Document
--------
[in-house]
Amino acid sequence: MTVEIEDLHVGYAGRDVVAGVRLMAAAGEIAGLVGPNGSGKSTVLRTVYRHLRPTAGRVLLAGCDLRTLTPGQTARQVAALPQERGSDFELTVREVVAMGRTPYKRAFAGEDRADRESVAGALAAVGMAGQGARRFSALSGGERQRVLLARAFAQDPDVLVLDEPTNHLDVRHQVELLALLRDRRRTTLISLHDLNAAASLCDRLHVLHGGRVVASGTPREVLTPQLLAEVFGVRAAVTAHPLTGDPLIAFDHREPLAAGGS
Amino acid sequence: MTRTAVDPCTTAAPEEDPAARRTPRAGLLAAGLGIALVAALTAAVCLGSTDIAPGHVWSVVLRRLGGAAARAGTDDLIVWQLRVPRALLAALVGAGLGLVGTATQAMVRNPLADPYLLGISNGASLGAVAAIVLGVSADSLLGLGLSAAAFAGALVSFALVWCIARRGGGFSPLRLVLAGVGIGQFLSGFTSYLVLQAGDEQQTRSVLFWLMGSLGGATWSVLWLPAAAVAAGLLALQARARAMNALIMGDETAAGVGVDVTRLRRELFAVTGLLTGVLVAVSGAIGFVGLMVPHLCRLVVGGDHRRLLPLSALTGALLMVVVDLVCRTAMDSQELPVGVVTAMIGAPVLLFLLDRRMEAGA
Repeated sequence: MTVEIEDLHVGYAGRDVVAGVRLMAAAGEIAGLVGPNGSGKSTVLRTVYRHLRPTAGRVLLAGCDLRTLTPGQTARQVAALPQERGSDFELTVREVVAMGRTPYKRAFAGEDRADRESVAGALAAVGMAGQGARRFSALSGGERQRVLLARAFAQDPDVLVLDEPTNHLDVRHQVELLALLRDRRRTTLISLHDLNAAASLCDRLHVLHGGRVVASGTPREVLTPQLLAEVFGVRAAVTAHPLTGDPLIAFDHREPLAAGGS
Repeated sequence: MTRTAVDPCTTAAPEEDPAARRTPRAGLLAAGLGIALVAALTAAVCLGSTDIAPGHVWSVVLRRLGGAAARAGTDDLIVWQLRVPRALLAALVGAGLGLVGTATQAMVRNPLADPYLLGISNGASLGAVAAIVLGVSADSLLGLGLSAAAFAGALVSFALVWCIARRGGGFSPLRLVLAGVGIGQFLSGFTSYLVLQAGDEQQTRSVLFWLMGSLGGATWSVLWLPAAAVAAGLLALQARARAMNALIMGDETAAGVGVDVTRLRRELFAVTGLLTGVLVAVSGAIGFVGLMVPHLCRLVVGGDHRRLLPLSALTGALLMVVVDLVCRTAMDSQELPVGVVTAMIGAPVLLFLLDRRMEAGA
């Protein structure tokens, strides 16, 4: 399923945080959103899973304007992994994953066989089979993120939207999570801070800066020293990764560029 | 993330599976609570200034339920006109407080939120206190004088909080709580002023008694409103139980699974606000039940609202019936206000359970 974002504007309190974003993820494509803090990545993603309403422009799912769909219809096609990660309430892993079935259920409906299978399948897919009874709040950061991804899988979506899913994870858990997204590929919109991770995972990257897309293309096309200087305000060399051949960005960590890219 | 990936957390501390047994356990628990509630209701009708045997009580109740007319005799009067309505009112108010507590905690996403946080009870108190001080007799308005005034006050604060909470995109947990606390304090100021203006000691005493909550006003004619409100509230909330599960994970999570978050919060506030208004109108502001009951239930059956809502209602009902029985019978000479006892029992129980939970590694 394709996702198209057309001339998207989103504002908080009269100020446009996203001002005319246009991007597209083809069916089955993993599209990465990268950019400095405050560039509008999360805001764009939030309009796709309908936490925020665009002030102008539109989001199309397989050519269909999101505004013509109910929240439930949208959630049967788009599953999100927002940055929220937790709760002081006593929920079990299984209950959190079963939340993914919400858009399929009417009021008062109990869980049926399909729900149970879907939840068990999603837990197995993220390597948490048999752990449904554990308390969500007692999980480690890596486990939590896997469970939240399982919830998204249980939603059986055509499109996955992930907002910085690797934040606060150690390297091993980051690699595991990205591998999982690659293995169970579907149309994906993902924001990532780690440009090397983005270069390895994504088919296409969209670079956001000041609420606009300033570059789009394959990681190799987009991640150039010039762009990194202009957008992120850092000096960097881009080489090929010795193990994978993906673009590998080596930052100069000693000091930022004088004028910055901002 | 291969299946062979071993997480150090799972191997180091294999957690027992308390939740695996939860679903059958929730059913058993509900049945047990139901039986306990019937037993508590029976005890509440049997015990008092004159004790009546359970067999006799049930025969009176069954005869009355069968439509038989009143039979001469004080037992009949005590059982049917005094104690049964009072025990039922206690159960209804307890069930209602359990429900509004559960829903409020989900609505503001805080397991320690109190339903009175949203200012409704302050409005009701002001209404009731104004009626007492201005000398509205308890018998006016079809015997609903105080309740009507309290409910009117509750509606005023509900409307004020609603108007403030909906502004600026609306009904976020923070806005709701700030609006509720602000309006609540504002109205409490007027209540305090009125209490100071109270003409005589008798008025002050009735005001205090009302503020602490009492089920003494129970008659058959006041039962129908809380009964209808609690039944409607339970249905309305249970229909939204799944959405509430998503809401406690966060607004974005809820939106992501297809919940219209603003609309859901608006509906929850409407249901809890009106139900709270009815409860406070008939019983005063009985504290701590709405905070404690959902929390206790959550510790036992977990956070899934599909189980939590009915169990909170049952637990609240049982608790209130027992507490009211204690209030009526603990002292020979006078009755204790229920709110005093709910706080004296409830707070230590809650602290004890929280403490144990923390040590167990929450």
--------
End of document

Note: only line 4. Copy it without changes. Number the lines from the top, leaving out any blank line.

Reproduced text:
Repeated sequence: MTVEIEDLHVGYAGRDVVAGVRLMAAAGEIAGLVGPNGSGKSTVLRTVYRHLRPTAGRVLLAGCDLRTLTPGQTARQVAALPQERGSDFELTVREVVAMGRTPYKRAFAGEDRADRESVAGALAAVGMAGQGARRFSALSGGERQRVLLARAFAQDPDVLVLDEPTNHLDVRHQVELLALLRDRRRTTLISLHDLNAAASLCDRLHVLHGGRVVASGTPREVLTPQLLAEVFGVRAAVTAHPLTGDPLIAFDHREPLAAGGS